2. Qualified Beneficiaries
A qualified beneficiary is an employee covered by a group health insurance plan on the day before a qualifying event occurs. Here are other ways individuals qualify as beneficiaries:
- Retired employees, their spouse, and dependent children.
- Any child born to or placed for adoption with a covered employee during the COBRA coverage period.
- Independent contractors, agents, and directors who participate in the group health plan.
3. Qualifying Events
Qualifying events are life-altering events such as a covered employee leaving a job or being laid off, resulting in a loss of coverage. The type of qualifying event determines who the qualified beneficiaries are and the amount of time the plan will offer insurance to them under COBRA.
Here is a list of qualifying events for employees, spouses, and dependent children:
- Voluntary or involuntary termination of the covered employee’s employment for reasons other than gross misconduct
- Reduced employment hours for the covered employee
- Divorce or legal separation from the covered employee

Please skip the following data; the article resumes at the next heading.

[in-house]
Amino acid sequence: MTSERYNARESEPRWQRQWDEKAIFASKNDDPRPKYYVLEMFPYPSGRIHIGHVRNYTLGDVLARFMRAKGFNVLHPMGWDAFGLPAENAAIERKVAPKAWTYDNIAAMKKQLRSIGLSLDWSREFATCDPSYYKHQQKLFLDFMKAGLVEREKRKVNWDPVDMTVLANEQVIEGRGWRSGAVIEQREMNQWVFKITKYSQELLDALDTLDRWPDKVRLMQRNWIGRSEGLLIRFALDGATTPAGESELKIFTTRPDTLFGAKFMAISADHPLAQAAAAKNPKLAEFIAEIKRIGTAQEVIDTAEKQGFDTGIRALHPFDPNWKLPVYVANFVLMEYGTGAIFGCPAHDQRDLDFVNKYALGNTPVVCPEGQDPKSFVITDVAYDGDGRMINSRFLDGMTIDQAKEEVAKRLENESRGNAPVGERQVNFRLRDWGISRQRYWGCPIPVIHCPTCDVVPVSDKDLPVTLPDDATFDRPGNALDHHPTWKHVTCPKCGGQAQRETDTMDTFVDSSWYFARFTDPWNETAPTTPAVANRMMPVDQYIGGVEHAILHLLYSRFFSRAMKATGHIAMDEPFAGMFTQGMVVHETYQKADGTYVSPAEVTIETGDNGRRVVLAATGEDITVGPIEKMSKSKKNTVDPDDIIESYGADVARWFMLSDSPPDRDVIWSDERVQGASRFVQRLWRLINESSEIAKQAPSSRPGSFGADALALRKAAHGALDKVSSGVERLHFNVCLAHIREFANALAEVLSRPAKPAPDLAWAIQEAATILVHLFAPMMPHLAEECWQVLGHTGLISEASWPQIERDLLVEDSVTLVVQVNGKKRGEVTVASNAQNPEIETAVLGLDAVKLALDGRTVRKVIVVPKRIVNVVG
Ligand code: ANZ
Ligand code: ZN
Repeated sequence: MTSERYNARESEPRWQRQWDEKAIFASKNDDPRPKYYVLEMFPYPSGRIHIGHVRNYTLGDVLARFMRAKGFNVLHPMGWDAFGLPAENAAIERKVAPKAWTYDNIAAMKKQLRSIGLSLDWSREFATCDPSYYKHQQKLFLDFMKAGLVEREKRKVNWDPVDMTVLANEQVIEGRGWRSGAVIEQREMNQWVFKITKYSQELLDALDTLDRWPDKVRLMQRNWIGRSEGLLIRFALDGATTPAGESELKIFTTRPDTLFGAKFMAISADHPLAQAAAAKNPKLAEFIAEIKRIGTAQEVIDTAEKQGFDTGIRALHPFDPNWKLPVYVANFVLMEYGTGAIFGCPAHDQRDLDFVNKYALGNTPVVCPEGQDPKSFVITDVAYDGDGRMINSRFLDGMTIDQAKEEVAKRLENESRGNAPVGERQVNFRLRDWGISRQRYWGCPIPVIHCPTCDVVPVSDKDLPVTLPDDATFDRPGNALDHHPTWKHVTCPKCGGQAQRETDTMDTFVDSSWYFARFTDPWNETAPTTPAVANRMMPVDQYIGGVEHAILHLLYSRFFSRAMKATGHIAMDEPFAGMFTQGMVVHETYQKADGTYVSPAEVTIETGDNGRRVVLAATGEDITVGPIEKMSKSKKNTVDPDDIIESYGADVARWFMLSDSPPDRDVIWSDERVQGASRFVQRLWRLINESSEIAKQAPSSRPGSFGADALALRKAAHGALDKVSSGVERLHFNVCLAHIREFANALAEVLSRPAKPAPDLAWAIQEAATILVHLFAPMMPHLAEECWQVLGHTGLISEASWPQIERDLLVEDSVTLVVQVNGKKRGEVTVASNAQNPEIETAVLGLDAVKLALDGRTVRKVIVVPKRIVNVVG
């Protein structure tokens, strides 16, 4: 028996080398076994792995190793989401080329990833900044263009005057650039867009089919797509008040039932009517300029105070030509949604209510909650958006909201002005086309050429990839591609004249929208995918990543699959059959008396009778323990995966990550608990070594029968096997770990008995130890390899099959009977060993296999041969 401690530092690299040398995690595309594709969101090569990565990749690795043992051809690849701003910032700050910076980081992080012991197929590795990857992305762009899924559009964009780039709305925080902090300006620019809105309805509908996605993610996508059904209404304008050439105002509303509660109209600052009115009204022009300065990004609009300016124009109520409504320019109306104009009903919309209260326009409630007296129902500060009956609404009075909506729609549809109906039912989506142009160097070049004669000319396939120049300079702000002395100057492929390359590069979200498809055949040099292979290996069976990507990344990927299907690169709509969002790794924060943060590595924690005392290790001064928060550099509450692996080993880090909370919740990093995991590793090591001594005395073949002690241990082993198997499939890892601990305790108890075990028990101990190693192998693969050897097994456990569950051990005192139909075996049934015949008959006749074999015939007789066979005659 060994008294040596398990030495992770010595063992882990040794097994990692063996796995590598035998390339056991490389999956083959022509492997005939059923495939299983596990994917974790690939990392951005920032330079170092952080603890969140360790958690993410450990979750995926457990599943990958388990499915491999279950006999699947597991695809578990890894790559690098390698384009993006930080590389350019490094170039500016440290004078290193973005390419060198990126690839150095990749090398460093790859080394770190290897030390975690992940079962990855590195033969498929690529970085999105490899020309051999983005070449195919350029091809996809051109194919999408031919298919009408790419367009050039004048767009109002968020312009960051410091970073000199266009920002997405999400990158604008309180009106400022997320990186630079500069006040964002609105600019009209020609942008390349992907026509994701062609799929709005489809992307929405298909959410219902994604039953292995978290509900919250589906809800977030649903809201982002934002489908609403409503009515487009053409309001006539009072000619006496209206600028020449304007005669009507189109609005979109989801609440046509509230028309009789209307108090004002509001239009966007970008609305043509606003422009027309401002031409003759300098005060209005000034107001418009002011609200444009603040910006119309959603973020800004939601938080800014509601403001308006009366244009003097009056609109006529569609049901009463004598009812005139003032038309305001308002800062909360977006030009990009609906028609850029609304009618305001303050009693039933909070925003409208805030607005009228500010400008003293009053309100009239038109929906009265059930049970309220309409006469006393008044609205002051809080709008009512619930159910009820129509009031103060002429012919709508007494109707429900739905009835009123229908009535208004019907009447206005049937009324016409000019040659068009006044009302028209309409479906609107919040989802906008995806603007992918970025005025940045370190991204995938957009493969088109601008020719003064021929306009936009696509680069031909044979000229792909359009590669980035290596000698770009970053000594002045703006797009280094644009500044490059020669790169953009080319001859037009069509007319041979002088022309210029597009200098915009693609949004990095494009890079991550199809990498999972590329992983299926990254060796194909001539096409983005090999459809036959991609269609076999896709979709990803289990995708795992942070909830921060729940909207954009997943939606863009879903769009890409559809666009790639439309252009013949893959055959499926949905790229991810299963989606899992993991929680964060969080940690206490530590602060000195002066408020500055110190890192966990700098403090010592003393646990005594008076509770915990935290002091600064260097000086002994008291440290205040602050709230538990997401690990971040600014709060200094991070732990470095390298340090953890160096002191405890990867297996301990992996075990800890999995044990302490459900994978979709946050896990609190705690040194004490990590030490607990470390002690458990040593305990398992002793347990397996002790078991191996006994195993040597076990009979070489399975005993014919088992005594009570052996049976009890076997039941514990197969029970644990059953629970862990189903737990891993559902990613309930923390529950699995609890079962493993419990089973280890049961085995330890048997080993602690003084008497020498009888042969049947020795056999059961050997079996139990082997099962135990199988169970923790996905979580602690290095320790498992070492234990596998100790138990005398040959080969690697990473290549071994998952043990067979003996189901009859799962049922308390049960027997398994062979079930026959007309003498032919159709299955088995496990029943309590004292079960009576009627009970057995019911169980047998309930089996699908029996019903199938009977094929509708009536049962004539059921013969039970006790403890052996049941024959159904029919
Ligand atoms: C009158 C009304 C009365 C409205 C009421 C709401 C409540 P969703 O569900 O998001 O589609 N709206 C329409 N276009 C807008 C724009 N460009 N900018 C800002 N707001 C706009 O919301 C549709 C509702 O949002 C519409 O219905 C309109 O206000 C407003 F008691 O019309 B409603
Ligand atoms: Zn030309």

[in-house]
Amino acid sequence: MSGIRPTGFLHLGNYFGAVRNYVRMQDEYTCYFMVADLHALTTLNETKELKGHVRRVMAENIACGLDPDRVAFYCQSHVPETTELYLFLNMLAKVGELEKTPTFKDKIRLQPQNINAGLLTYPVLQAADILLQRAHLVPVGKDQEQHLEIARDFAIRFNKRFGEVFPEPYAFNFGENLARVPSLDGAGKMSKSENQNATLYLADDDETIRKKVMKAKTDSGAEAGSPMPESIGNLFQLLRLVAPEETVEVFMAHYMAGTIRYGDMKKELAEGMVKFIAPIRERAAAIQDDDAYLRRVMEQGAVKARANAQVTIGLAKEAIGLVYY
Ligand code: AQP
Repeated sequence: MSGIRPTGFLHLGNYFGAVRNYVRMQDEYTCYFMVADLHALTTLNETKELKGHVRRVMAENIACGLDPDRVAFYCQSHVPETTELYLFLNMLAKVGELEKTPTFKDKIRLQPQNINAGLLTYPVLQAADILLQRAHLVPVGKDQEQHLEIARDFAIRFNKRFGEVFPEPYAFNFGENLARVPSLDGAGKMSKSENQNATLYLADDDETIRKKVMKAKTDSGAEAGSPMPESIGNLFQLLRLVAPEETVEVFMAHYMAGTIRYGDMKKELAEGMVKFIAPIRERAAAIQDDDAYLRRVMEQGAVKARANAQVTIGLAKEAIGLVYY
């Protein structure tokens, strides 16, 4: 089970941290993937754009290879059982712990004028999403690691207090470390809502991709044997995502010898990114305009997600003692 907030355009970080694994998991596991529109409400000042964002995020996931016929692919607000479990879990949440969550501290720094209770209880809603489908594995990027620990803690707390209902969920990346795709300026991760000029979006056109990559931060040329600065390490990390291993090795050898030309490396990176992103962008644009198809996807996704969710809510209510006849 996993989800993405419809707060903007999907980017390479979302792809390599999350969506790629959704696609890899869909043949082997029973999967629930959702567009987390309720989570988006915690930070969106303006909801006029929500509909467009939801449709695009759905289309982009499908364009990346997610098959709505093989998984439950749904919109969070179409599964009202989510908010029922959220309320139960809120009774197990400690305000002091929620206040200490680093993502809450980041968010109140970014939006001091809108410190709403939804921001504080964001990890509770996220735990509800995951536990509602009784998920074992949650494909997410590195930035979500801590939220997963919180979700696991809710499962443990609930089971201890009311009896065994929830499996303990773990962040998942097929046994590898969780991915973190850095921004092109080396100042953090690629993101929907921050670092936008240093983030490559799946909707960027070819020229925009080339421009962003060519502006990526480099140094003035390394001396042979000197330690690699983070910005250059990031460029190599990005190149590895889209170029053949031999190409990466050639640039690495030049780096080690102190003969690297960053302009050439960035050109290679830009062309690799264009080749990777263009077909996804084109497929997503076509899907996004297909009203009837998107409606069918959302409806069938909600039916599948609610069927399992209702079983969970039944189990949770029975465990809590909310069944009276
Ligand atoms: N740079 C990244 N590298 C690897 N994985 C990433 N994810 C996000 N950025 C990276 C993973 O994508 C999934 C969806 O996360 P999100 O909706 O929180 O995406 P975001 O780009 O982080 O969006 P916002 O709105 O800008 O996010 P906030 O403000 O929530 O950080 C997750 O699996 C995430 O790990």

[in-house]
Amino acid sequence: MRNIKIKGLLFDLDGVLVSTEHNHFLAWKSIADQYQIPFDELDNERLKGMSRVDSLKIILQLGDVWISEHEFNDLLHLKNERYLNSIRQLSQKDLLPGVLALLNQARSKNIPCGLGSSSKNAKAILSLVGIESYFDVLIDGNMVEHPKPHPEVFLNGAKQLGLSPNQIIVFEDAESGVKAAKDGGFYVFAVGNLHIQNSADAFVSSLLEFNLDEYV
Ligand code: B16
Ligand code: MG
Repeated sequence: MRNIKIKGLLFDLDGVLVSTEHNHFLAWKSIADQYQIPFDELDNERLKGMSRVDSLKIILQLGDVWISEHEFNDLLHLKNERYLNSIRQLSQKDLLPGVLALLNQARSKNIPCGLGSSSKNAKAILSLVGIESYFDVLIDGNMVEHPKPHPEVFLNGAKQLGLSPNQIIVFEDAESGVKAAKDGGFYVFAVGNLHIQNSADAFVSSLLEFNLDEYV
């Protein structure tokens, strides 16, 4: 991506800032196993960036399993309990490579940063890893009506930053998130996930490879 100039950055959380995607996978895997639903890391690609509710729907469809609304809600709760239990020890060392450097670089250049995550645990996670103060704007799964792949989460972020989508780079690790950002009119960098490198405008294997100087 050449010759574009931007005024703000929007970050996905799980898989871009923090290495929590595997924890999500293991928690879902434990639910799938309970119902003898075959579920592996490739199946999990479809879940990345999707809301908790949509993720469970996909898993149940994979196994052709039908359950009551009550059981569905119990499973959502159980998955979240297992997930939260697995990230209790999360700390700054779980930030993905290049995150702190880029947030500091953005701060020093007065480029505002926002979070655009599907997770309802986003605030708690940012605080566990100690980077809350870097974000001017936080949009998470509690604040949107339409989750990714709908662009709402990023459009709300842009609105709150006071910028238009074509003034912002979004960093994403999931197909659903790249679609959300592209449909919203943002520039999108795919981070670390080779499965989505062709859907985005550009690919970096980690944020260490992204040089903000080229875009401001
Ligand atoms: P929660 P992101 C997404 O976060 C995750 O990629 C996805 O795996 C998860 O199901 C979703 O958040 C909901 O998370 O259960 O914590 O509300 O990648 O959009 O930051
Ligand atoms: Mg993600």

- Death of the covered employee
- Loss of child status under the plan rules
When the qualifying event is due to termination or reduced hours beneficiaries are entitled to 18 months of COBRA coverage. For all other qualifying events, beneficiaries are entitled to 36 months of COBRA coverage.
The COBRA Administration Process
Tracking and Managing COBRA
If you choose to offer COBRA or are required to do so, it’s easier to track and manage the administration process in an online solution. Human capital management platforms can help with COBRA administration in the following ways:
- As employees are added or terminated, this information is logged for tracking purposes.
- As COBRA deductions are changed, added, or deleted, this information is also tracked.
- Depending on the solution, a qualifying event can trigger COBRA notices to be sent to ensure compliance.
Applying for COBRA
Once an individual becomes eligible for COBRA, they will receive an election notice within 14 days from their health plan administrator. Employers have 30 days to notify health plan administrators of eligible former employees. Qualified individuals have 60 days to elect COBRA continuation health coverage and 45 days after electing COBRA to pay the premium.